WordPress: how to nest Custom Post Type under a Page?


Hi ThemeForest and CodeCanyon people (and WP gurus on the other marketplaces!)

Has anybody successfully nested a Custom Post Type under a standard WordPress page?

I have tried every recommendation on wordpress.stackexchange.com with no success.

I am trying to get all my custom wiki post types to display under the wordpress page /support/documentation-wiki/.

Setting the “slug” on the wiki post type to support/documentation-wiki works in the URL, eg:

page: http://ultimateclientmanager.com/support/documentation-wiki/

wiki: http://ultimateclientmanager.com/support/documentation-wiki/change-request/

but what I’m struggling with is the “current” menu item highlighting. When viewing a wiki page the “Documentation/Wiki” menu and the “Support” menu at the top should be highlighted. I want to avoid hardcoding page id’s (like I’ve done on the forum) as this causes issues when the same theme is used on multisite.

It would also be nice not to have to hardcode the wiki ‘slug’ in the code, just select a page parent.

Setting the wiki post_parent to the page ID in the database does not work and the custom wiki post type is hierarchical. I’ve even tried things like hardcoding the post_parent on page load (this is what wp menu checks when doing its highlighting) but that didn’t work either.

// run in the 'wp' hook when loading a wiki article. 
global $wp_query;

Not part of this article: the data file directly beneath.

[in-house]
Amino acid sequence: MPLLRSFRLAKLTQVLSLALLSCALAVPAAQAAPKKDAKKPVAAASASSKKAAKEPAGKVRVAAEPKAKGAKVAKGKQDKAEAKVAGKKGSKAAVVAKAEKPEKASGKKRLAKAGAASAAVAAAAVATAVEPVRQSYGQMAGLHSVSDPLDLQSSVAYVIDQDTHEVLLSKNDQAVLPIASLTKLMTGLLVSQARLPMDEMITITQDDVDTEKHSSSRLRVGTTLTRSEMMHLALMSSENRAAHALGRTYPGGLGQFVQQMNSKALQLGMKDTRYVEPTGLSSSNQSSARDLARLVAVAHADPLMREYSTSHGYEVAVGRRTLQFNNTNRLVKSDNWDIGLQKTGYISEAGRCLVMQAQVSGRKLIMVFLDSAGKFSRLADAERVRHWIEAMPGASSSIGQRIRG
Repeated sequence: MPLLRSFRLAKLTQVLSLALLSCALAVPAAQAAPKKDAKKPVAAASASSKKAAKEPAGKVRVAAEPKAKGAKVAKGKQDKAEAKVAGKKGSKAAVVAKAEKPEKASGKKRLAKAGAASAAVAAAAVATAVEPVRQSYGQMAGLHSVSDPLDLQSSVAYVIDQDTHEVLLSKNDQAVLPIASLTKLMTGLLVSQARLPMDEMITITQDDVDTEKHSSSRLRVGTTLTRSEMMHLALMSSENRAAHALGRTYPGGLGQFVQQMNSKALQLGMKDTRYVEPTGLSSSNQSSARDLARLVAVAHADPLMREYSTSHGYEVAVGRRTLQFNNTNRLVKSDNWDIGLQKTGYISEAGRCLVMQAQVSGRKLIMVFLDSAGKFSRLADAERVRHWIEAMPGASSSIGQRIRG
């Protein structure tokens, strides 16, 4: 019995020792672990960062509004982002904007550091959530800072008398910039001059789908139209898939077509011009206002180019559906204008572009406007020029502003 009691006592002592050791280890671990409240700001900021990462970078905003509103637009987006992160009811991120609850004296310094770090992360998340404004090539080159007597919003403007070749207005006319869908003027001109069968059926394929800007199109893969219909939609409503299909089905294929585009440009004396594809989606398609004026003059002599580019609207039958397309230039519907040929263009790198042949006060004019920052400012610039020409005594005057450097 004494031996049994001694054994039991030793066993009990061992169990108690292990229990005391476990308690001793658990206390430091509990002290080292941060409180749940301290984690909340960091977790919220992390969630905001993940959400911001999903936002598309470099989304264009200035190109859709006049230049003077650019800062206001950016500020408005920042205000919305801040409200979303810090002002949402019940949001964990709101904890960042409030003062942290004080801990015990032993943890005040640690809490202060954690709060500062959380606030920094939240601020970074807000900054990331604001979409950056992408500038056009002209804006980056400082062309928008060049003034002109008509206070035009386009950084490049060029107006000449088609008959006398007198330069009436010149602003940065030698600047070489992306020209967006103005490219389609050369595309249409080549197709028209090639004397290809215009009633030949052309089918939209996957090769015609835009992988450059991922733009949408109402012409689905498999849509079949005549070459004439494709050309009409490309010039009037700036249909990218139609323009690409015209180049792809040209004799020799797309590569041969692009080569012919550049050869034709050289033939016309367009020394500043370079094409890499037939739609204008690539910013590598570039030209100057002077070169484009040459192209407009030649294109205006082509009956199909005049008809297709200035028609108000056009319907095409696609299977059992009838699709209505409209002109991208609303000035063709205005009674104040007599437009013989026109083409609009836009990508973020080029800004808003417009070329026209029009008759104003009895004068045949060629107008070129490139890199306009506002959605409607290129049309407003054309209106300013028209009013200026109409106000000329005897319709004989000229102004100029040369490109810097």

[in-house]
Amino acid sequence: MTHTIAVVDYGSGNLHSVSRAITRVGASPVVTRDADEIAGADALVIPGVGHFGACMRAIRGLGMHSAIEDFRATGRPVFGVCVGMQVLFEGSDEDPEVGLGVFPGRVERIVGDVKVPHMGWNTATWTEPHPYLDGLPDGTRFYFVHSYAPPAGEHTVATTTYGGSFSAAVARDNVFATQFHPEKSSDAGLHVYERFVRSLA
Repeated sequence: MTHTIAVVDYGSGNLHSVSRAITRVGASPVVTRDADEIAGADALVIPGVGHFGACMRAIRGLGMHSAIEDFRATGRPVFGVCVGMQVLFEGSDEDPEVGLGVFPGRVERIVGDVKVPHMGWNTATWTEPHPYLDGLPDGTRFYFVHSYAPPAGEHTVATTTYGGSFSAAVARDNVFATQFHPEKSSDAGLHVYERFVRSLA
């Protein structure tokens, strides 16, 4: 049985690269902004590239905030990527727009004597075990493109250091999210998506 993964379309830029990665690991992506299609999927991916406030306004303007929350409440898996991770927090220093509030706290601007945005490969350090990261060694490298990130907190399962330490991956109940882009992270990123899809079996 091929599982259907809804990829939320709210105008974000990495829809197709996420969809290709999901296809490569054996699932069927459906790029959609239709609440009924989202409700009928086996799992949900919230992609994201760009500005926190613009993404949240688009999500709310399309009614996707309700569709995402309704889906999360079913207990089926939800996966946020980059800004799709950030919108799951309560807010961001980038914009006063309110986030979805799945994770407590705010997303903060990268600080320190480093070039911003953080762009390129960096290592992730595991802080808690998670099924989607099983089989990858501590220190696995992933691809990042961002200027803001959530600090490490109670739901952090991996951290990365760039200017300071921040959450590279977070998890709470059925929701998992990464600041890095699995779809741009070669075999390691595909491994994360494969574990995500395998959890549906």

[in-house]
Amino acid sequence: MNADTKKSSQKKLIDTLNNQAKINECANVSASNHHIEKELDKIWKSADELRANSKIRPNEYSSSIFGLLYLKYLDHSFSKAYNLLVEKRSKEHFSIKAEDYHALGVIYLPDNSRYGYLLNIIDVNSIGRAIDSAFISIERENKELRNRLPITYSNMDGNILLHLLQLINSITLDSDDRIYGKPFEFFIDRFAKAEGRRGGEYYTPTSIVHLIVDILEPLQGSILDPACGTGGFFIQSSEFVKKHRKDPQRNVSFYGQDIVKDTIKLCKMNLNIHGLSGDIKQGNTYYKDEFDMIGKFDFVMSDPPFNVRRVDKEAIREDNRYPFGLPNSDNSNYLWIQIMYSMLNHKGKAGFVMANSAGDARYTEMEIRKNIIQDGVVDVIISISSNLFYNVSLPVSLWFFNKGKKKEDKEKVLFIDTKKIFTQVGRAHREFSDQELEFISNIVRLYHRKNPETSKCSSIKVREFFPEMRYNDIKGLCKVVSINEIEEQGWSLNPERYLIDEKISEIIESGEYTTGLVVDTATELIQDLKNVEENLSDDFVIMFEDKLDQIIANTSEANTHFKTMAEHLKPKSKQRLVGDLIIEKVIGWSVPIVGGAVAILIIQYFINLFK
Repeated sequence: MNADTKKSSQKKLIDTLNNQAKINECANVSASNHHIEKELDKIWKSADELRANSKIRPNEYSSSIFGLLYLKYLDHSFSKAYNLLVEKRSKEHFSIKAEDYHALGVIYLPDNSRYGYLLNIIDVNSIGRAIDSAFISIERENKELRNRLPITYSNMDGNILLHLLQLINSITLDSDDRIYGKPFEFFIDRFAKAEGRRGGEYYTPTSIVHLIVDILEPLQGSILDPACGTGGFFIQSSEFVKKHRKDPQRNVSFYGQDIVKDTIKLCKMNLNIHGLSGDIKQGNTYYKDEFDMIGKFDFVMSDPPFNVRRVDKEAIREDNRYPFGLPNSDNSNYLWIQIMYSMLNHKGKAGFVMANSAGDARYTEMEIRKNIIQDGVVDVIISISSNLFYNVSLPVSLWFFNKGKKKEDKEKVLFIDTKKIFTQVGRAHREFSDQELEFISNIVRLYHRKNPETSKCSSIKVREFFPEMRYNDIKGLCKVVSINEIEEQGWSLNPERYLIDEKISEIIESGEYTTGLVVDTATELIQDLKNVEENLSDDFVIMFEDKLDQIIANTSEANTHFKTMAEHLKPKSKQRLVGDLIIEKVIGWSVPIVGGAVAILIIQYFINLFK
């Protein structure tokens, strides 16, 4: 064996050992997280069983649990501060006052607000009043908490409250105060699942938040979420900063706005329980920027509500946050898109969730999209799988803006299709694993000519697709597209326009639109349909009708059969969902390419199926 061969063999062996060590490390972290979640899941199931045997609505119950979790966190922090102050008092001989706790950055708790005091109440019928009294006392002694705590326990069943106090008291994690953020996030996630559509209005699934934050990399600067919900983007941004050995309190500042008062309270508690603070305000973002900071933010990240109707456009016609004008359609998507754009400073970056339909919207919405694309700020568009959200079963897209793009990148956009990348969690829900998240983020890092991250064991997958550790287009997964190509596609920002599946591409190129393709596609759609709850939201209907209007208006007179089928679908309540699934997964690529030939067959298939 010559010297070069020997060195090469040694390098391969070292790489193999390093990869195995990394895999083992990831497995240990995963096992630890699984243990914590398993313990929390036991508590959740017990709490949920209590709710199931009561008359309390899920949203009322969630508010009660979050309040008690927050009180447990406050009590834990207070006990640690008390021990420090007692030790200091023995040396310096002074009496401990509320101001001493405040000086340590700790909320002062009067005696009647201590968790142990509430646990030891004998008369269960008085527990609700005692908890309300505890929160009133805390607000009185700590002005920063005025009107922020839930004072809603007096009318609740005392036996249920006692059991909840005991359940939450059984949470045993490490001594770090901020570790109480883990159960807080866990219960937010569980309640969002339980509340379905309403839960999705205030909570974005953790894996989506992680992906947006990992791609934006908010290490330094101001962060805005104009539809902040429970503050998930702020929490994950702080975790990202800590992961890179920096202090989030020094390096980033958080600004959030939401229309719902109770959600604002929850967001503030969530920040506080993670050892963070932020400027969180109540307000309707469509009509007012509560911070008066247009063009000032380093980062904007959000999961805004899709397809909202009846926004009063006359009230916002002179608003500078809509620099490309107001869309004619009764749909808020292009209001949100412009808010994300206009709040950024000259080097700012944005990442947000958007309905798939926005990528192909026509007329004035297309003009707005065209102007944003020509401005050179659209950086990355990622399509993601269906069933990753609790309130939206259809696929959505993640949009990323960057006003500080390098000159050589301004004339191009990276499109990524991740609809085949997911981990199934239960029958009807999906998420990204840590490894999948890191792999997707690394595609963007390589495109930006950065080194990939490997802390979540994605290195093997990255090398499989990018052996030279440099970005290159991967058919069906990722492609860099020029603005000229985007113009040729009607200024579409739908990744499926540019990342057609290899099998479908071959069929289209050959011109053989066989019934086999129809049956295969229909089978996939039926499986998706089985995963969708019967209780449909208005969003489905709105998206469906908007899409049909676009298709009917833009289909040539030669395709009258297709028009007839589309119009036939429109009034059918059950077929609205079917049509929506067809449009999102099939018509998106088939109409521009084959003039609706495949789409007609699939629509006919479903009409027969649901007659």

$wp_query->queried_object->post_parent = 611;
                $wp_query->post = $wp_query->queried_object;

any ideas? any success?


I assume you’re hooking into the nav walker’s menu item classes with the nav_menu_css_class filter?

And are you saying that you can successfully set the parent to a Page ID, but that the standard WordPress current-item-check doesn’t work? Or that the parent relationship isn’t stored in the DB at all?

If the relationship is stored properly, I would just manually check it within that filter (current page parent vs item ID). If you can’t store it properly in the post_parent field, I suppose you could always just create a custom meta field to store a wiki page’s Page parent ID - not as pretty, but there shouldn’t be any restrictions on that.

Not sure if that helps as I’m not 100% sure what point you’re at on the problem. Also, it’s late here, so maybe I misinterpreted this entirely :stuck_out_tongue:



Yep it saves post_parent in the db just fine, but it treats the “wiki” post_parent different to a “page” post_parent when generating permalinks and automatically highlighting menu items (even when a wiki post_parent points to a page).

Yep manually highlighting menu items is easy when hardcoding the page ID’s eg:

add_filter('nav_menu_css_class' , 'special_nav_class_bbpress' , 10 , 2);
function special_nav_class_bbpress($classes, $item){
         // highlight menu item ID 456 when viewing page ID 123.
         if(get_the_ID()==123 && isset($item->ID) && $item->ID==456 )
            $classes[] = 'active';

but I’m trying to avoid any hardcoding of ID’s/slugs. Basically trying to trick wordpress into thinking a “wiki” post type is a normal “page” when it does the behind the scenes magic (permalink generation and menu highlighting). Still digging through the WP code, but so far this low level stuff doesn’t seem like it has any available hooks to mess with :frowning: